AIG's place in the credit crunch's hall of shame is now assured thanks to its record $7.8 billion loss in the latest quarter, bringing the red ink over the past six months to $13 billion. The main culprit is its book of credit-default swaps, much of it tied to subprime mortgages, which has been written down by $20 billion. A chastened AIG has joined the rush for fresh capital.

Disgruntled shareholders have a flag-waver in Hank Greenberg, who ran AIG imperiously for 37 years before being booted out in 2005 amid an accounting probe. Still the biggest individual shareholder, the 83-year-old lashed out at his former fief this week, averring that it had suffered a “complete loss of credibility”.

There is restiveness within, too. Executives at International Lease Finance Corporation, the world's biggest buyer of commercial aircraft and part of AIG since 1990, are reportedly agitating for a spin-off. They worry that AIG's woes will drag down ILFC: its credit rating was cut along with its parent's following the latest loss.

Such huffing is a trifle disingenuous. ILFC has benefited from being under AIG's wing, for instance amid the turmoil for aviation after September 11th 2001. And most of the dodgy default swaps were written on Mr Greenberg's watch—indeed, AIG stopped selling them at the end of 2005, a few months after he had been replaced by Martin Sullivan, a former protégé.

But AIG has played its hand badly. It insisted until this year that it had $15 billion-20 billion of excess capital and that actual (as opposed to mark-to-market) losses were unlikely. It has since retreated from that position and modified its internal models (ie, made them less optimistic). But uncertainty still abounds. AIG estimates its ultimate derivatives losses will be up to $2.4 billion. Unnervingly, an independent assessor hired by AIG puts the potential cost as high as $11 billion. AIG thinks much of the current damage will be reversed, thanks to the vagaries of fair-value accounting. But why trust its judgment rather than the market's? And any such gains won't come at least until 2009, says Thomas Cholnoky of Goldman Sachs.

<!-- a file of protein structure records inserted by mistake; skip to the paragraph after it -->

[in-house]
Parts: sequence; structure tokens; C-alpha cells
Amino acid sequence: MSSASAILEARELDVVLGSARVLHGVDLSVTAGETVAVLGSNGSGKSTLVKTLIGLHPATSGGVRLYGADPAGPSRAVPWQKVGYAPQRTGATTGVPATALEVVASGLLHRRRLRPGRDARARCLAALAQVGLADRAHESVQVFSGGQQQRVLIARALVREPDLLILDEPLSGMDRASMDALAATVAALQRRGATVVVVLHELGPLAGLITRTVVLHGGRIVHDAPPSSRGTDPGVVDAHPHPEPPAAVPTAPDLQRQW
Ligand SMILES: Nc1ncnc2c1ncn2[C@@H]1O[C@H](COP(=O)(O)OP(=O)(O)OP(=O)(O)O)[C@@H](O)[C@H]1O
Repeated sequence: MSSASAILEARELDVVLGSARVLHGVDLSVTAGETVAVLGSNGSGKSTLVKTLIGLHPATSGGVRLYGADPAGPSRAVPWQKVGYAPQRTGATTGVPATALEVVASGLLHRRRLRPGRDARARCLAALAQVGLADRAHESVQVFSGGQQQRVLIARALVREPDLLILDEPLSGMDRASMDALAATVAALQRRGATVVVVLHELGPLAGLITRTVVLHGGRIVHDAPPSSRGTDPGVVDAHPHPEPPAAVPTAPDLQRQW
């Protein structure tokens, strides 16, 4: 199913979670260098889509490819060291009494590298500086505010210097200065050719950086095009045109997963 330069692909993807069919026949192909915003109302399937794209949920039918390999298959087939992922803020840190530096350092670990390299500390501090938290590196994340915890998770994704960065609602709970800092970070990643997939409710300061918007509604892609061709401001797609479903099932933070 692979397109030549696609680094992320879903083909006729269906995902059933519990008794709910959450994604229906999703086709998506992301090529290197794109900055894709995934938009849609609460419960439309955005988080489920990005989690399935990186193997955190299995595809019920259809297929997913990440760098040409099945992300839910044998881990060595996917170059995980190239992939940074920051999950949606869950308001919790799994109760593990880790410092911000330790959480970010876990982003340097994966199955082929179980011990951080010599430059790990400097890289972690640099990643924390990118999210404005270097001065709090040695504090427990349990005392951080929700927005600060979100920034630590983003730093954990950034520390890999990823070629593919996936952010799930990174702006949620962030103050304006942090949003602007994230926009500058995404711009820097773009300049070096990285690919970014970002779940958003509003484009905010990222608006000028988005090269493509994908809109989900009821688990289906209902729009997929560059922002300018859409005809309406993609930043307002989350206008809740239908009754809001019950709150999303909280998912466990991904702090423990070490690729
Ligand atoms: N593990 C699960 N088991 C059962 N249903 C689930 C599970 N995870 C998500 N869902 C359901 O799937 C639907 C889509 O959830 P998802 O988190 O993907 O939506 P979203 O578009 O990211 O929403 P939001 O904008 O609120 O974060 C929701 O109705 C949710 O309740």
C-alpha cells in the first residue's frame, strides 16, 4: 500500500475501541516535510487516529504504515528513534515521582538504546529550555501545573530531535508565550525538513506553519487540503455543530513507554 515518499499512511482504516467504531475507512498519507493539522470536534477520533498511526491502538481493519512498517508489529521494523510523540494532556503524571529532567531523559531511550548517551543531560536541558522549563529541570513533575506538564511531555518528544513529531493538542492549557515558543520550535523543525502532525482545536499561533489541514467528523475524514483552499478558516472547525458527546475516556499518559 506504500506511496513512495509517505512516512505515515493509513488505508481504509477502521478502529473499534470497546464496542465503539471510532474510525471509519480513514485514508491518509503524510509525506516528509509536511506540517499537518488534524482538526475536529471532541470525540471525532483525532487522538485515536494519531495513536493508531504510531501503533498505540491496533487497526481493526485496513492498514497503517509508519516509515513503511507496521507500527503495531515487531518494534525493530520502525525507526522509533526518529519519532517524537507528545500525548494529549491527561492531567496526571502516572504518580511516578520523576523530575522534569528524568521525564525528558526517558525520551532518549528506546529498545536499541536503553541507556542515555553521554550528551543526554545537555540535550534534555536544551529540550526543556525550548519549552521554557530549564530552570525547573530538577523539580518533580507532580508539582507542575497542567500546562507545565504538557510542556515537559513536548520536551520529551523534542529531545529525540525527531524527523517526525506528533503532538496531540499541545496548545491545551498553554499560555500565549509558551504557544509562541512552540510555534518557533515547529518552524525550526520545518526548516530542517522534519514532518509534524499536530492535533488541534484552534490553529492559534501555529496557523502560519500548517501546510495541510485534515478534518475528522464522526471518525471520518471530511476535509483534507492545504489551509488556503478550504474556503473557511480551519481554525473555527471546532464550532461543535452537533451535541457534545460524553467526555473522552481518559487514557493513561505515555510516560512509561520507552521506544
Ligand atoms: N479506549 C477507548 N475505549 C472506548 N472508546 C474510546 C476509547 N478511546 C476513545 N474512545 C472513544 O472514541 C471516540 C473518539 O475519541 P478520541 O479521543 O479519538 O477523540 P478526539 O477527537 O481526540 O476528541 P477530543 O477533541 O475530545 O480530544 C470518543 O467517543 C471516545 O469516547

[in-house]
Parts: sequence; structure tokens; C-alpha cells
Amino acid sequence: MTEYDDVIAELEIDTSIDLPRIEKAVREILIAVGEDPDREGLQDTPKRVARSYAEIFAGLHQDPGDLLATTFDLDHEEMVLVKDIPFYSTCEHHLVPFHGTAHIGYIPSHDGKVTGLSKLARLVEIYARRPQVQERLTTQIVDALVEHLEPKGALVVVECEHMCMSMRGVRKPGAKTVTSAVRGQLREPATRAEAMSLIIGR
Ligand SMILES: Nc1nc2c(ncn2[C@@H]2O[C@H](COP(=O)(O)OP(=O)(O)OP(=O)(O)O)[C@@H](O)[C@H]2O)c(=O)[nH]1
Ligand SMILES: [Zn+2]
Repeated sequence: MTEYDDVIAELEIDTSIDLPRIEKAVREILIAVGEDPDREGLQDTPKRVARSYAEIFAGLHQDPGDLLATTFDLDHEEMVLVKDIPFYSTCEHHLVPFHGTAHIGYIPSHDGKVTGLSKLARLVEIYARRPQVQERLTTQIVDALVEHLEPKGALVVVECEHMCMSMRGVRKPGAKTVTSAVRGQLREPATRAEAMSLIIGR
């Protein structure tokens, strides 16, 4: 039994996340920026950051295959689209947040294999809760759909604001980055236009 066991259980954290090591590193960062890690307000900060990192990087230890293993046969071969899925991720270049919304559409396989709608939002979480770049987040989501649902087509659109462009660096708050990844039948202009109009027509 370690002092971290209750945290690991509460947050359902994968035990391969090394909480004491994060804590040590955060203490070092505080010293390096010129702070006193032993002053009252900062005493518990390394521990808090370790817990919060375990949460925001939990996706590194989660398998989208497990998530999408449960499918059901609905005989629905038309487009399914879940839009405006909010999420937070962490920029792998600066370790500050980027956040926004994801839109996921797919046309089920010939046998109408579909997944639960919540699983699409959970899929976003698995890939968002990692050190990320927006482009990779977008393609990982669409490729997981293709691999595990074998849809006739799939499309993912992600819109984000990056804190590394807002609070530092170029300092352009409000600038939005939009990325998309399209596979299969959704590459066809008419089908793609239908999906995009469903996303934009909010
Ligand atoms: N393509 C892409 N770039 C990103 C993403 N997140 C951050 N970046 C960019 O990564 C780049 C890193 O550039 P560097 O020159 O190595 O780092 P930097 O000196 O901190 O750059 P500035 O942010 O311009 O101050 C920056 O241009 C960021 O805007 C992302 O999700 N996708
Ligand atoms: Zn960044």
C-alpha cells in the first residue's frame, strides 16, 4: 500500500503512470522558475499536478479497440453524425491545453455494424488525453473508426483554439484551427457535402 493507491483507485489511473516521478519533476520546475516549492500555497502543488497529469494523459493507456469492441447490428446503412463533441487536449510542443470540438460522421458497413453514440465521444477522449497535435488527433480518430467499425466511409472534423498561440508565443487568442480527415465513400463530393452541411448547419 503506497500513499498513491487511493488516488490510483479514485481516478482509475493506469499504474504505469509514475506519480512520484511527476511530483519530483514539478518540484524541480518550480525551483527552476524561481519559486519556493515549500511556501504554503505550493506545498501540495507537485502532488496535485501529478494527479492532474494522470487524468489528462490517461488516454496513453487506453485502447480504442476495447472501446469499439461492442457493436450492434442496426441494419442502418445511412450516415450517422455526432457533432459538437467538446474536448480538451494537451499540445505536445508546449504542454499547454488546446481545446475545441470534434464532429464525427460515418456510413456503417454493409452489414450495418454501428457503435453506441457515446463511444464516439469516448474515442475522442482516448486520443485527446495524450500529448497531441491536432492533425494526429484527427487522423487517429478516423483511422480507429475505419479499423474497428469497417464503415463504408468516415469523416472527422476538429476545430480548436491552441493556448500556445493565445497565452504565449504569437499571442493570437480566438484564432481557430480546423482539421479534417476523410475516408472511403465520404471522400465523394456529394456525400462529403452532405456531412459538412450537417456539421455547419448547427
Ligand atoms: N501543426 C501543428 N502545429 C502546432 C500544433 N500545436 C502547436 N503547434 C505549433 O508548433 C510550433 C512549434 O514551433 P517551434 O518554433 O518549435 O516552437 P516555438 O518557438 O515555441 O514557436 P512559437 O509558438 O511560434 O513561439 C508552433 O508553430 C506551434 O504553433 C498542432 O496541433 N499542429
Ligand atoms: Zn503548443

Softening insurance markets may compound AIG's woes. With pricing power ebbing and catastrophe pay-outs set to rise after an unusually calm couple of years, America's property and casualty industry—dominated by AIG and Berkshire Hathaway—seems to be entering another of its periodic downturns (see chart). Premium rates in casualty will fall by 10-15% this year, predicts Lockton, a broker.

With the bull run in stocks over, life insurance and annuities could suffer, too. And insurers face lower returns on investments in alternative assets, such as hedge funds and private equity. “Yellow lights are blinking all over the industry,” says Donald Light of Celent, a consultancy.

All of which means AIG faces a double whammy of credit-market missteps and a deteriorating core business. Time is not on the affable Mr Sullivan's side. At the annual meeting this week, the directors reiterated their support for him, though some have privately begun to express doubts. Who said insurance was dull?

EVERY ecosystem has a cast of characters playing similar roles. The bison, moose and elk of North America do much the same thing as antelope and wildebeest do on the African savannah. Jackals and hyenas are the scavengers of the land whereas vultures are the undisputed scavengers of the air. The same is even true of carnivores. Crocodiles, cheetahs, great white sharks and peregrine falcons all come at their prey with great speed, using a combination of momentum and strength to stun and kill. Now research has put up a surprising candidate to join this high-speed predatory club: the short-finned pilot whale.

Whales, like all mammals, have lungs and must rise to the surface once in a while to breathe. The problem for many whale species is that their sources of food are usually at depth, forcing them to hold their breath as they descend to feed. Researchers have long assumed that deep-diving whales conserve their oxygen supply by moving slowly, not more than 2 metres per second, during their long descents. But that is not the way of the short-finned pilot whale.